My husband had his aortic dissection 2 years ago. We were sitting down
to dinner when he got a pain in his back that radiated to his chest.
We are married 37 years and he had a look on his face that I had never
seen before and never want to see again. I dialed 911 and the
paramedics came and took him to Kennedy Hospital in South Jersey.
doctor there did a chest xray and a cat-scan. He then told us that the
hospital was not equipped to handle his problem and that we should
pick a university hospital in the city. Since his primary doctor was
at Thomas Jefferson hospital in the city of Philadelphia, that is
where we decided to go.
They wanted to use a helicopter to transport
him but the weather would not allow this. We got to the hospital by
ambulance, where they proceeded to do a test. After the test my
husband lost blood flow in both legs and was taken into emergency
surgery. He has a tube running from his shoulder to his groin to
correct his blood flow. After this surgery, and being in the hospital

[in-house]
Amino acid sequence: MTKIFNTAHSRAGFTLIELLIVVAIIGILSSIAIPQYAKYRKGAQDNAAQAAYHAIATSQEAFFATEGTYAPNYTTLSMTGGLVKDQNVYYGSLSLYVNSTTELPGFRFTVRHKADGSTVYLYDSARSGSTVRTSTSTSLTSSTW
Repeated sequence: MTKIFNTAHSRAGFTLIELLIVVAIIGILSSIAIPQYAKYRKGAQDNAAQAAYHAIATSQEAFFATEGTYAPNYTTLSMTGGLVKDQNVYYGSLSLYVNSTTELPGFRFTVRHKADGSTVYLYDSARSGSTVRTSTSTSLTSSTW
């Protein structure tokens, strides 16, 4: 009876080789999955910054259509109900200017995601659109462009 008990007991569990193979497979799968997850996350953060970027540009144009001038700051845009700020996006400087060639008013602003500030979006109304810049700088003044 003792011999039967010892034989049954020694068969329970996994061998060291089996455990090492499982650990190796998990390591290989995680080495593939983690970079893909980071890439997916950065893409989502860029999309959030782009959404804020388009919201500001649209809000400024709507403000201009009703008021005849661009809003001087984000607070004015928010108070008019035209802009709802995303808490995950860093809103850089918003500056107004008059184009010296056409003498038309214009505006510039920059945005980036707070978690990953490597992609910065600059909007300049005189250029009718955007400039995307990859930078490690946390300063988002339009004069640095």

for 3 weeks, they still could not control his blood pressure.
After considering many options, they decided to move his kidney
from his back to his stomach. We thank God that this worked and he
spent another week in the hospital. My husband never had high blood
pressure and was in good physical condition before the dissection. He
went for a physical once a year and is in construction work.
He is now
on three different types of blood pressure medicine and returned to
work 3 months after the dissection. He has some trouble with his legs
aching and the side effects from the blood pressure medicine but He
continues to live life to the fullest. His most recent cat-scan was
good and he just had a echo cardiogram last week.
He still sees a cardiologist, a vascular surgeon, and a transplant surgeon. They keep
a close watch and I take his blood pressure on a regular basis. I
wanted to share this story so that people will know that there is life
after a aortic dissection. I would like to thank you for starting a
web site like this one so that people have some where to go to read
other stories of hope.
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